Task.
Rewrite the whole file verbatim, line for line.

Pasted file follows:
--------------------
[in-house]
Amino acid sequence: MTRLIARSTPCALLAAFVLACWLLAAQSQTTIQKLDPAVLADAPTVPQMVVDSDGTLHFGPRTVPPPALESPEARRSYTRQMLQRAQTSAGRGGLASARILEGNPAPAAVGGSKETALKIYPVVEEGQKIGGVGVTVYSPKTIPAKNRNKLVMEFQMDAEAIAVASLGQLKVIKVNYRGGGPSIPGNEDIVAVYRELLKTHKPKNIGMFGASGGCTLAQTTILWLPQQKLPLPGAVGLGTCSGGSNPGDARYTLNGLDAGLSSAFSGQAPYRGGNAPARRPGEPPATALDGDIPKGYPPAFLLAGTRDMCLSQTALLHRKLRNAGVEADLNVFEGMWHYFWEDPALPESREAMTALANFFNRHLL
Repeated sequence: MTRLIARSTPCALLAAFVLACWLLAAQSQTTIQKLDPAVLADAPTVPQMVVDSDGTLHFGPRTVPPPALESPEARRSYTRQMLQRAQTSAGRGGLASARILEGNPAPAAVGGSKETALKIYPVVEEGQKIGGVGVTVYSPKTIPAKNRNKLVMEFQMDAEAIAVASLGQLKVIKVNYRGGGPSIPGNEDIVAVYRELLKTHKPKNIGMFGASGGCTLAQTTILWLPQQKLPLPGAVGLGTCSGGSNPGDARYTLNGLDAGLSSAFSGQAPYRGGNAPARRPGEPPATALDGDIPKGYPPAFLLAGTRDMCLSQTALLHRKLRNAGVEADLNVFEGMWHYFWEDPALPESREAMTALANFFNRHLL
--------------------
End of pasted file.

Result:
[in-house]
Amino acid sequence: MTRLIARSTPCALLAAFVLACWLLAAQSQTTIQKLDPAVLADAPTVPQMVVDSDGTLHFGPRTVPPPALESPEARRSYTRQMLQRAQTSAGRGGLASARILEGNPAPAAVGGSKETALKIYPVVEEGQKIGGVGVTVYSPKTIPAKNRNKLVMEFQMDAEAIAVASLGQLKVIKVNYRGGGPSIPGNEDIVAVYRELLKTHKPKNIGMFGASGGCTLAQTTILWLPQQKLPLPGAVGLGTCSGGSNPGDARYTLNGLDAGLSSAFSGQAPYRGGNAPARRPGEPPATALDGDIPKGYPPAFLLAGTRDMCLSQTALLHRKLRNAGVEADLNVFEGMWHYFWEDPALPESREAMTALANFFNRHLL
Repeated sequence: MTRLIARSTPCALLAAFVLACWLLAAQSQTTIQKLDPAVLADAPTVPQMVVDSDGTLHFGPRTVPPPALESPEARRSYTRQMLQRAQTSAGRGGLASARILEGNPAPAAVGGSKETALKIYPVVEEGQKIGGVGVTVYSPKTIPAKNRNKLVMEFQMDAEAIAVASLGQLKVIKVNYRGGGPSIPGNEDIVAVYRELLKTHKPKNIGMFGASGGCTLAQTTILWLPQQKLPLPGAVGLGTCSGGSNPGDARYTLNGLDAGLSSAFSGQAPYRGGNAPARRPGEPPATALDGDIPKGYPPAFLLAGTRDMCLSQTALLHRKLRNAGVEADLNVFEGMWHYFWEDPALPESREAMTALANFFNRHLL